Lego Blocks of Business

I’ve always been a big fan of Lego. I still am! I’ll admit that I have an ulterior motive when buying Lego “for my son”. I could explain my obsession with Lego in under 10,000 words, I’m sure, but there are only a handful of nerds out there that would enjoy that as much as I would. So I’ll spare you the verbal barrage. Instead, let’s take a look at 5 subtle business and life lessons learned from the great building block hobby.

1. It’s better when shared with someone. I really liked Lego on my own, but I’ve found it be exponentially more engaging when I get to share the time with my son. Life is like that. Business is like that.

2. Instructions are helpful. You learn to follow instructions with Lego, especially with some of the more advanced assemblies you find out there. The lesson from those instructions is this: Someone has already figured this thing out. Just copy what they did and you’ll get the results they had! Too many people go through life and business thinking their problems are unique and their challenges isolated. It’s like trying to assemble a Lego Death Star without instructions. You’ll get there eventually, but you better have some time on your hands! “Borrow” the wisdom of those who have gone before you and follow their instructions. There is nothing new under the sun!

3. EVERYTHING is assembled like Lego. Your car, your house, your computer, your plumbing system — it’s all just Lego. The pieces look different, but the principles are identical. (I think that’s why I get such a charge out of the trades business.) We often miss opportunities in life because we say to ourselves “I’ve never done that before.” If you simplify the problem to a Lego puzzle, then there is nothing “I haven’t done before” that I’m not willing to try. It’s just Lego.

4. The real fun starts after the initial build. Building the Death Star is fun, no doubt. But what happens after you’ve completed the Lego project and you’ve enjoyed looking at it for a few days? It needs…improvement. Modification. A little expansion, growth and creative input. I walk into my son’s room and there are Lego creations laid out all over the floor. Most of them are modified, blended and otherwise altered versions of the original. Want to know why he feels so free to modify? Because he keeps the instructions. Rarely does he go back and rebuild it to spec, but if he ever wants to, he can. That little ace-up-the-sleeve is all you need to give yourself permission to try creative things with your business. YOU CAN ALWAYS GO BACK!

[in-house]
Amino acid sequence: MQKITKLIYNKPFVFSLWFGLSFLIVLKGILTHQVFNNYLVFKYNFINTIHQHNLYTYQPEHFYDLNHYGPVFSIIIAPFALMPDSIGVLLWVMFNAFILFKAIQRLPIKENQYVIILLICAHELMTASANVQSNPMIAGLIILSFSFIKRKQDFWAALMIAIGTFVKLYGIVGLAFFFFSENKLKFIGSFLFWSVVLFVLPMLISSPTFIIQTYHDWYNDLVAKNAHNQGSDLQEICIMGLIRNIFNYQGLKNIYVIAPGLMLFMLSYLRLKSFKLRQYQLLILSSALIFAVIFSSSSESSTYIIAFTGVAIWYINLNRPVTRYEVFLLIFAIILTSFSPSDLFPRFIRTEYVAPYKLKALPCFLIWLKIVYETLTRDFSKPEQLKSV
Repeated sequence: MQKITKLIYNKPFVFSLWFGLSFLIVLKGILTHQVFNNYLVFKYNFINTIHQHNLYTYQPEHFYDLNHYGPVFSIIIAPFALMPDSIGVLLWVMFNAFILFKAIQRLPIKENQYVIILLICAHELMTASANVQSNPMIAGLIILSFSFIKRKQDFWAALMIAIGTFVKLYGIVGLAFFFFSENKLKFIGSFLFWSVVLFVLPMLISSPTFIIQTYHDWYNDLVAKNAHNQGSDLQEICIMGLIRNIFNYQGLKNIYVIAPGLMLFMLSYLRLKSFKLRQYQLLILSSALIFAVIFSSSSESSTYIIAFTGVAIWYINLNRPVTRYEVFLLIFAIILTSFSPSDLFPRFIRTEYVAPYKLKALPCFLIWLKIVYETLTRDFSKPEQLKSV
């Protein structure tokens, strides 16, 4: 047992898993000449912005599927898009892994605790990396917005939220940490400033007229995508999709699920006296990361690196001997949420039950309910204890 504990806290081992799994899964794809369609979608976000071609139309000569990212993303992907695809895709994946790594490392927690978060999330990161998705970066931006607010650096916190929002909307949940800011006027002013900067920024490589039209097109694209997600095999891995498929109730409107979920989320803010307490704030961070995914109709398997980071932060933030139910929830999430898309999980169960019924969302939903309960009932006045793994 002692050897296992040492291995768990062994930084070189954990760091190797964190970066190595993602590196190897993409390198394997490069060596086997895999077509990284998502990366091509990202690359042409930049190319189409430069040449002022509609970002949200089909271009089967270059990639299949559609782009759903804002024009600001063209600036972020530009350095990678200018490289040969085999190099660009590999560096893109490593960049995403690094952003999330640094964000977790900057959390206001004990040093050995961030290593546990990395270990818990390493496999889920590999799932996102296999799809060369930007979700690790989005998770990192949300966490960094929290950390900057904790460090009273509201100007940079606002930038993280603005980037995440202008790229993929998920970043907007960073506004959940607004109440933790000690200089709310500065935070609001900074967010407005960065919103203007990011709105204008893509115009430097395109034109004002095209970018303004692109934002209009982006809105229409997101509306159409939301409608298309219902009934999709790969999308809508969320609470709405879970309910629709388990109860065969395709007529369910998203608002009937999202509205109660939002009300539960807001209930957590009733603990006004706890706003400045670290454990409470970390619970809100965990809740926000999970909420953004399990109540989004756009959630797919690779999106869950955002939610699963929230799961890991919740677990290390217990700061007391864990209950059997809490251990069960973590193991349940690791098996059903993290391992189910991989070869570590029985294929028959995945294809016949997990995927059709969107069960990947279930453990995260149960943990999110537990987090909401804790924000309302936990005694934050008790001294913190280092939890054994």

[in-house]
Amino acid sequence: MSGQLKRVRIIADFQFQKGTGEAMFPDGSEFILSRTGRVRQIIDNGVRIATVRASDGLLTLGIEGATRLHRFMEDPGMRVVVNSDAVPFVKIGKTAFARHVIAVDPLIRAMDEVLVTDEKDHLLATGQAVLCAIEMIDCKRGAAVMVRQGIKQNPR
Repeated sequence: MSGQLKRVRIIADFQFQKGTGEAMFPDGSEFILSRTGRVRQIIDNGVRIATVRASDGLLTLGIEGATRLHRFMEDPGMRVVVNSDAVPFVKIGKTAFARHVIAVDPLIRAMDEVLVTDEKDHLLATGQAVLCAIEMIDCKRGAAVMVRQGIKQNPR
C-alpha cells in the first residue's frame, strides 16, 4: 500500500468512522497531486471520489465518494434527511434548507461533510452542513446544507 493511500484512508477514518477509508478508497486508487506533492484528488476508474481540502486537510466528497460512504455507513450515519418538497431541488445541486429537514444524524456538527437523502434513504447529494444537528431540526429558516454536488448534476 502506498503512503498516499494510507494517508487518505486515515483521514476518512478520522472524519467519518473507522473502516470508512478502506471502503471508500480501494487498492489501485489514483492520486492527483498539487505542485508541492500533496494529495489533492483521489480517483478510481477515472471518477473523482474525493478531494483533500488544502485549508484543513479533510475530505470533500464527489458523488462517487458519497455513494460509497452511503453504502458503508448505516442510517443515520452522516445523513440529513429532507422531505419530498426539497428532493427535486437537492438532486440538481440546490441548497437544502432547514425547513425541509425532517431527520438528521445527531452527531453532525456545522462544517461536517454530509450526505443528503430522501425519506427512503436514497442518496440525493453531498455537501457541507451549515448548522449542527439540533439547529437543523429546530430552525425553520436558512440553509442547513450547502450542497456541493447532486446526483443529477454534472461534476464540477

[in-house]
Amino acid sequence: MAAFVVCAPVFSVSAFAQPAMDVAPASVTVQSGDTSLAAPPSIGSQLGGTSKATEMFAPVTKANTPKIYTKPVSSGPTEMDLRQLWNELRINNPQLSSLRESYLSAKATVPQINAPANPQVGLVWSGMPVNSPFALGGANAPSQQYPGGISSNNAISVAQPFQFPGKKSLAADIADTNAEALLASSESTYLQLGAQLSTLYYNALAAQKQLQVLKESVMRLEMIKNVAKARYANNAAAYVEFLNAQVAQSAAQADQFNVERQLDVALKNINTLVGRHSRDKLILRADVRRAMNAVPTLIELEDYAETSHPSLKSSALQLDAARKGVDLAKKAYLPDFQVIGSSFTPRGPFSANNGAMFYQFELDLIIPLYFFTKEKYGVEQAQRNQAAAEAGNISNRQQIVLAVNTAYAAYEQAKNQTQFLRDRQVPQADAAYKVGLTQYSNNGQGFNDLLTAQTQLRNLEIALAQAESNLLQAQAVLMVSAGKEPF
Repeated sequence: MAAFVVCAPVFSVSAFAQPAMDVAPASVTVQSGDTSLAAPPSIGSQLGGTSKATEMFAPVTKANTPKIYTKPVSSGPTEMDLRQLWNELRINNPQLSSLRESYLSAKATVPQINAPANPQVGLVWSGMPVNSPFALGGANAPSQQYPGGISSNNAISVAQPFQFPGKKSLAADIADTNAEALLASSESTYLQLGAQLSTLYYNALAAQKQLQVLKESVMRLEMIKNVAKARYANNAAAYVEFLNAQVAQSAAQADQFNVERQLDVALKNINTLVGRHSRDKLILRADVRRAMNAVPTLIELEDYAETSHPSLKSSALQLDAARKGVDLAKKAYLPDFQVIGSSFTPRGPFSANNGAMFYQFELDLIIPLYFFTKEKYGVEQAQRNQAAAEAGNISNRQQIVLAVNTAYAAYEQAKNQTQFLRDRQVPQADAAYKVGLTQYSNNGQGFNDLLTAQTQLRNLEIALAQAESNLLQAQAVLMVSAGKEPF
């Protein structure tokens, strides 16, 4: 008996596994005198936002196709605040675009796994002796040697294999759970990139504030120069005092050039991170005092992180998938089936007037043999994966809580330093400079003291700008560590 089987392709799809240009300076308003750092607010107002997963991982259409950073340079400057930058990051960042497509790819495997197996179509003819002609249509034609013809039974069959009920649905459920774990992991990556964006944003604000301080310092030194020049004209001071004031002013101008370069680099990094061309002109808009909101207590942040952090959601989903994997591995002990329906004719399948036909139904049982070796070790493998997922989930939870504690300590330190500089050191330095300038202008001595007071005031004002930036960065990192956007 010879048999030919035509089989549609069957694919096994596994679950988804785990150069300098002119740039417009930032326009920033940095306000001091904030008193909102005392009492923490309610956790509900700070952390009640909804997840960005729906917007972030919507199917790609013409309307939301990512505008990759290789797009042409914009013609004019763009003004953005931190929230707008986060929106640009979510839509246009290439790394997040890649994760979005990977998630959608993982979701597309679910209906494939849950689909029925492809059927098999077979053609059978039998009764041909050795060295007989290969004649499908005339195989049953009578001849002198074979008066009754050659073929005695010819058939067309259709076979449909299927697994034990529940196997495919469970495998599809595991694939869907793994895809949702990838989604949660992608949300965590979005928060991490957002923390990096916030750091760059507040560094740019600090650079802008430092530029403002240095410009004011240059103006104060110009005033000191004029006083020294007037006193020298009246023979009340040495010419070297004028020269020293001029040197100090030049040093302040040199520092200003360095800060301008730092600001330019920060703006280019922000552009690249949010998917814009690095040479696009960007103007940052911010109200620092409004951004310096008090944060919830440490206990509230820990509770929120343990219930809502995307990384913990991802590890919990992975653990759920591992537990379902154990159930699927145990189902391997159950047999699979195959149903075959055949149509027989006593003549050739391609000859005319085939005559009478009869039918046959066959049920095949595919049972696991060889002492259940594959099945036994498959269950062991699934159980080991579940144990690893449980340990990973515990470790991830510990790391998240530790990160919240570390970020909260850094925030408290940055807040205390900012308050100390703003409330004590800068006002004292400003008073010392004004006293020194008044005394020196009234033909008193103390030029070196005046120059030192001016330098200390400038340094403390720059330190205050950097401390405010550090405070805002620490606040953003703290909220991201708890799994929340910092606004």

5. Play with your creation. Some people build Lego and then put it on a shelf. You’ll miss out on the creative process mentioned above when you do that, but you’ll also miss out on the opportunity to just sit and play with your new toy.  I believe that the business you build is a lot like Lego. Once you’ve got it built, play with it a little. Don’t shelve it and look at it with pride. Play with it, enjoy it and look at it with pride. Interact with the team you’ve assembled (you’ll find out that people can be a lot of fun!). Interact with the customers that have become loyal to you (they’re kind of cool, too!). Enjoy the fruit of your labour. Business can be fun, amidst the pressures and stress that come with it. Find the fun and take advantage of it!

Final assignment: Go buy some Lego, find someone you love, and build something together. Then tear it apart and get creative. Then play.
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7 Responses to Lego Blocks of Business

  1. mezba says:

    As both an MBA and a Lego fan, I find your post quite interesting! Of course there is one more business lesson from Lego … you can never have enough! 🙂

  2. This makes me want to raid all my childhood lego from my parents house now. I wonder if Jodie will let me take over the living room with Lego?

    I love your comment about keeping the directions, but still being creative. It is fun to buy a bucket of bricks and make everything from scratch, but it is much more fun to build the complex set and then modify it to what I want it to be. Building using the directions gives me all kinds of ideas for modifications down the road. In organizations, we have to be competent at what we do, before we can begin pushing the limits of creativity in that field. But the competence comes first.

    I can’t wait until I have kids so I can buy them Legos too!

  3. williambraymond says:

    Lego = Fun. Lego = Love. Lego = Training Stories.

  4. Neal Ross says:

    Love the Lego thing Dan
    Your so right the journey [ or the building ] is the fun part.

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